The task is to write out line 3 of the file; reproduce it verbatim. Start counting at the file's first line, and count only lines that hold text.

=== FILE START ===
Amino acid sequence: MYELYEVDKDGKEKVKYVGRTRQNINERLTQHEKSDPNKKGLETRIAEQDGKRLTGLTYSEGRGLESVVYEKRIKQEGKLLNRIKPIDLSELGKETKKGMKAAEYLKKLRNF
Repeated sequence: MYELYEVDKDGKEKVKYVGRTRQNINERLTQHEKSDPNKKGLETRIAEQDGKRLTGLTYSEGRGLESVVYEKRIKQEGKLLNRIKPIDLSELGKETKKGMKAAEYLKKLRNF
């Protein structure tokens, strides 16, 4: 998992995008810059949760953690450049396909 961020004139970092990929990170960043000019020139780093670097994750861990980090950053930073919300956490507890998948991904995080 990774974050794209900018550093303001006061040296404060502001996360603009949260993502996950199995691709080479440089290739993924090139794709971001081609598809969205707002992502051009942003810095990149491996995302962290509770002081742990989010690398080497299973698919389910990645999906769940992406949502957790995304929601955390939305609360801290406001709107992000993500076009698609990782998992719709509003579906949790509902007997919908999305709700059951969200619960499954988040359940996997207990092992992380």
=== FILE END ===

């Protein structure tokens, strides 16, 4: 998992995008810059949760953690450049396909 961020004139970092990929990170960043000019020139780093670097994750861990980090950053930073919300956490507890998948991904995080 990774974050794209900018550093303001006061040296404060502001996360603009949260993502996950199995691709080479440089290739993924090139794709971001081609598809969205707002992502051009942003810095990149491996995302962290509770002081742990989010690398080497299973698919389910990645999906769940992406949502957790995304929601955390939305609360801290406001709107992000993500076009698609990782998992719709509003579906949790509902007997919908999305709700059951969200619960499954988040359940996997207990092992992380």